European values in a musical revival attempt


While European values are at their lowest, musicians are increasingly trying to speak up and turn the ship around. More and more anthems accompany the demonstrations demanding human dignity, freedom and equality – values that were once agreed upon. In this new series, Kaput meets European artists and talks to them about attitude in music, European values and activism. This time it will be Luwten from the Netherlands. Text and interview: Rosalie Ernst / Foto: Eddo Hartmann

Foto: Eddo Hartmann

She is soft, introverted and describes herself as a loner. Luwten is probably not the artist waving a huge flag declaring a fight for human rights and European values. But with her considered and open mind, she is clearly stating her point of view. We talked about the election in the Netherlands and the rise of the right wing movements in Europe and even-though Lewten is always searching for new perspectives, circles the subjects and is constantly thinking out loud, she has her clear moral compass set in stone for good.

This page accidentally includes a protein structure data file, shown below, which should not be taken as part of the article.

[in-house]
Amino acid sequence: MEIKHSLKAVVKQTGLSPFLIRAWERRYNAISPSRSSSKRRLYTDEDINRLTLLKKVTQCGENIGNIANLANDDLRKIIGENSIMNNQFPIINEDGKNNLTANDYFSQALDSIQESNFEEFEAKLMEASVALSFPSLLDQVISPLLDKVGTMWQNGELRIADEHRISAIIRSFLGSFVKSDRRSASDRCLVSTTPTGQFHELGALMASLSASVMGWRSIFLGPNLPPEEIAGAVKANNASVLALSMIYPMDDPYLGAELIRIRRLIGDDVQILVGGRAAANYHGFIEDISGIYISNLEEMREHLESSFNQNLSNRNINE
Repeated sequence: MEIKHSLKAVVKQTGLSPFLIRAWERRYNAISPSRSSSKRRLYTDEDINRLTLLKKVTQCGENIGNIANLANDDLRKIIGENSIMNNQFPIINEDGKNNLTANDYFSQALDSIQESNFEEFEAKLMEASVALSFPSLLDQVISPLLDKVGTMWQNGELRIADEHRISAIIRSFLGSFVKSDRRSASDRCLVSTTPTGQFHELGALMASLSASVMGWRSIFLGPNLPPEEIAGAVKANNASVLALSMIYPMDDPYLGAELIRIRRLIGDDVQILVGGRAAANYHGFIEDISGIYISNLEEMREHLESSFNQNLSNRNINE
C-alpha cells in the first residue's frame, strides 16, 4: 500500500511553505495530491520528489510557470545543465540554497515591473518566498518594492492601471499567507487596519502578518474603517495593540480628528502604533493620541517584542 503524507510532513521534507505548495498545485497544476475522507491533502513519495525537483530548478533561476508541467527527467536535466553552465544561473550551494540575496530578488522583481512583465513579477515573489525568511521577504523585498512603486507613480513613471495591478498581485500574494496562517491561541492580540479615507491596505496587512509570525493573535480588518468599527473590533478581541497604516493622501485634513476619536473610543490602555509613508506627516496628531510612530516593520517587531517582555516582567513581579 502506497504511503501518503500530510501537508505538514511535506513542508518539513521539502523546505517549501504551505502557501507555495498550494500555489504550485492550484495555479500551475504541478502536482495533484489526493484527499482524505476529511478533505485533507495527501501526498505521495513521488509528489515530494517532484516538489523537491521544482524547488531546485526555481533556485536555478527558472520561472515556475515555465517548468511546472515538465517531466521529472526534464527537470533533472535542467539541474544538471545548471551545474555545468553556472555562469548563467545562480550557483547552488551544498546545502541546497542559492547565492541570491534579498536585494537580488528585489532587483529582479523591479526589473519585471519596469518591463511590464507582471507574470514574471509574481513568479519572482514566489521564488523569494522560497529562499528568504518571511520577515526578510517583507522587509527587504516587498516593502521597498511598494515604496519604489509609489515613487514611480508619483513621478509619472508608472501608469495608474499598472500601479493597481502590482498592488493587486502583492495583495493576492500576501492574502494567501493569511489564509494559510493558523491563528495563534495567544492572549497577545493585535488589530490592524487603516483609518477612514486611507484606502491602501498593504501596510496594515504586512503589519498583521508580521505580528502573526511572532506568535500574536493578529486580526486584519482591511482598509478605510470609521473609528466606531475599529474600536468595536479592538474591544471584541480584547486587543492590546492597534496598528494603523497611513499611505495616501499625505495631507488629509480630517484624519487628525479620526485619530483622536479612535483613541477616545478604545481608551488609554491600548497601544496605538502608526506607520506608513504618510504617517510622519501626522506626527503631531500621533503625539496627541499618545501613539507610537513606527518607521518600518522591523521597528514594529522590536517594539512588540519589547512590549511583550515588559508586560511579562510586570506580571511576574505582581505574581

In your podcast and your music you come across some huge sociological topics and even though you are always very considerate and prudent, you always have a clear opinion of right and wrong. Do you consider yourself an activist?
LUWTEN Actually, I’ve been talking about that with a couple of my friends lately. My friends are very activistic and I always feel left out. There wasn’t really a place for me inside an activist movement. But over the past couple of months I also started to realize that maybe my way of contributing to a movement would be to acknowledge the human side in all of these experiences. That would be my strong suit. I feel more at ease in the mental world because I’m more of an introspective and considerate human being, so it takes quite some time until I really speak out loud about issues. I think I’m still looking for my place, actually. Can you understand my doubts? Are you like a proper activist?